What distinguishes this city from other ancient Roman cities is how well preserved it is today. It was not covered in ash, such as Pompeii, yet many of the buildings (particularly the first floors) remain today. The city, after its abandonment in the 5th and 6th centuries, remained largely untouched until the end of the 19th century. Visitors can still see homes, temples, theatres, and other important areas of public concern. Most of what remains dates from the Imperial period, but certain areas (including the necropolis outside of the landward gate) date from the Republican era. Such preservation provides significant insight into the forms and functions of Roman housing.

Form of Roman Atrium Housing

The upper classes lived in homes called domus (Appendix 1). These homes were used as a way to display the wealth and luxury of the upper class. Usually rectangular or square, in the most basic form they were similar to the houses of today. The residential areas fit into the symmetrical, regular, and planned aura of Ostia. Only the temples and other unusual buildings, such as theatres or baths, did not follow this format.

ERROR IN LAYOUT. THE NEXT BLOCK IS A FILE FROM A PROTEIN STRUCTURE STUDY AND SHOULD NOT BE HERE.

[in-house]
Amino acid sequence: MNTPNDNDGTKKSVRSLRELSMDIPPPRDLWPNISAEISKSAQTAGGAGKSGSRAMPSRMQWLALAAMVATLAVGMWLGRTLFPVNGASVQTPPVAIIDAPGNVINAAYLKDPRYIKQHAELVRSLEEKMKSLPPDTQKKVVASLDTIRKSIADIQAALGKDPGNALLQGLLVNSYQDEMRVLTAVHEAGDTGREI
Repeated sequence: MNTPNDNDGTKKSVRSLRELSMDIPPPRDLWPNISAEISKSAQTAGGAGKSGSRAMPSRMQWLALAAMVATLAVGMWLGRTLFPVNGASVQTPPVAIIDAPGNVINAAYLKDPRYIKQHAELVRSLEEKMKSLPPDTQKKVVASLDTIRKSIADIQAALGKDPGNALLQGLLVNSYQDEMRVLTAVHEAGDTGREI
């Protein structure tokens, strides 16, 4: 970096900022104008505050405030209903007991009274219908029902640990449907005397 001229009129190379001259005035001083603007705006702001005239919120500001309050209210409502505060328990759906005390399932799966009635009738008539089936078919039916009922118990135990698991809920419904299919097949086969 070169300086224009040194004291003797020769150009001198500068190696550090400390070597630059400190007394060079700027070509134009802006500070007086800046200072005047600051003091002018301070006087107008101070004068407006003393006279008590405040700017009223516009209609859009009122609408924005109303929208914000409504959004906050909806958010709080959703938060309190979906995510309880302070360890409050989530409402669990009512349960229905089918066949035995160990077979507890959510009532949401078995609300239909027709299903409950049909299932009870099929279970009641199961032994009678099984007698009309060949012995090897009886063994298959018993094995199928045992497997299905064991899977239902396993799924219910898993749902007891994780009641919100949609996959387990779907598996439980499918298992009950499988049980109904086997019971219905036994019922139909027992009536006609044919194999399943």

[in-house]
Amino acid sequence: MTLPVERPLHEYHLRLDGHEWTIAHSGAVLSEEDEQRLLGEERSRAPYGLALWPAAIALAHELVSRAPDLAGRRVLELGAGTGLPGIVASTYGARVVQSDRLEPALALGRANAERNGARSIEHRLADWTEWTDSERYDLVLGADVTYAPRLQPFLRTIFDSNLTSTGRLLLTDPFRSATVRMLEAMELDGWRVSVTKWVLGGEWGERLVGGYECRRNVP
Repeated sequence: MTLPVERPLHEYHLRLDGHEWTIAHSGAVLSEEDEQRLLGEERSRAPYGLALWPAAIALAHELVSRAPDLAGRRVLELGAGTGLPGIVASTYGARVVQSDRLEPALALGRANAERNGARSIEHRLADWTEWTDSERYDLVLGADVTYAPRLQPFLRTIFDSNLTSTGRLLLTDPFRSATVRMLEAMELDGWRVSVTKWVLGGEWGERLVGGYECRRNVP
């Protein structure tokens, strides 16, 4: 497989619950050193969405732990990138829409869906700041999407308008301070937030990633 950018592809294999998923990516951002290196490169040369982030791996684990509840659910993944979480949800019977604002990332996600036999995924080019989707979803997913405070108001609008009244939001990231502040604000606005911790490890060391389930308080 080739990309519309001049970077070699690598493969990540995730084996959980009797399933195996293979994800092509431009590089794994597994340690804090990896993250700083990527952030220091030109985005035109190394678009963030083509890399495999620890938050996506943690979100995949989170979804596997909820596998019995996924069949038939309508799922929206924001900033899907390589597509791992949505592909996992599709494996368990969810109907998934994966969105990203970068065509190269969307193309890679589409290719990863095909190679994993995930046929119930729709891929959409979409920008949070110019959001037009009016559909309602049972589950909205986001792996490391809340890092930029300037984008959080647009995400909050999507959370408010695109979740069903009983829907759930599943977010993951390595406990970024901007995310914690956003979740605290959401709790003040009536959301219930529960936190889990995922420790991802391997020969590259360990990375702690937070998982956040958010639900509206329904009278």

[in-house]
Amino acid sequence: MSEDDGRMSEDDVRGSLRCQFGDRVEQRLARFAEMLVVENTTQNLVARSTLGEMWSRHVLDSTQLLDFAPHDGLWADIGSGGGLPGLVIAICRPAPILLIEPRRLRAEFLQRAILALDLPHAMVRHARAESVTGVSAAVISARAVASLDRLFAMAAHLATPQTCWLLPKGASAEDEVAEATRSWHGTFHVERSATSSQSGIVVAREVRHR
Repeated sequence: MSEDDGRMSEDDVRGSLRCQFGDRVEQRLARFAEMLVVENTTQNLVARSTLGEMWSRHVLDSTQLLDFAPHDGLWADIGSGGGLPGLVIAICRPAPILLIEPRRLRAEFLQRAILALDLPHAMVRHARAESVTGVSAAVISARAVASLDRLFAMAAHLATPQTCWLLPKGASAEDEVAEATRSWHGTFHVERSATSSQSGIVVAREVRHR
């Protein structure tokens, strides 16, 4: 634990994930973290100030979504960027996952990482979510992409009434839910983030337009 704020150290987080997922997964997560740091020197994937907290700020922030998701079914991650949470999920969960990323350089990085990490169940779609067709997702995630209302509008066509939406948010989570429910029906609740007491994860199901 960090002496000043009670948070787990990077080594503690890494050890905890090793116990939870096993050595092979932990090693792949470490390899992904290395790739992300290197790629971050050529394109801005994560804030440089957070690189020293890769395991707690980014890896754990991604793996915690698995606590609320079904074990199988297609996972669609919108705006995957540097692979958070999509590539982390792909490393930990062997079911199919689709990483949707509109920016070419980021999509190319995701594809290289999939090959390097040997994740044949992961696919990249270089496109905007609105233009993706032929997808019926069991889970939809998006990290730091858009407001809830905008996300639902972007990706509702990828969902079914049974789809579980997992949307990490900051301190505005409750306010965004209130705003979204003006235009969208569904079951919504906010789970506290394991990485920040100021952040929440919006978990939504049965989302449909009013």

In the Roman atrium house itself, the home would be grouped around two different parts, the atrium and the peristylium. The atrium was the front section of the house. Visitors would walk through the vestibulum, the small corridor from the front door that led into the main section of the home. Here, they would find themselves standing in the atrium.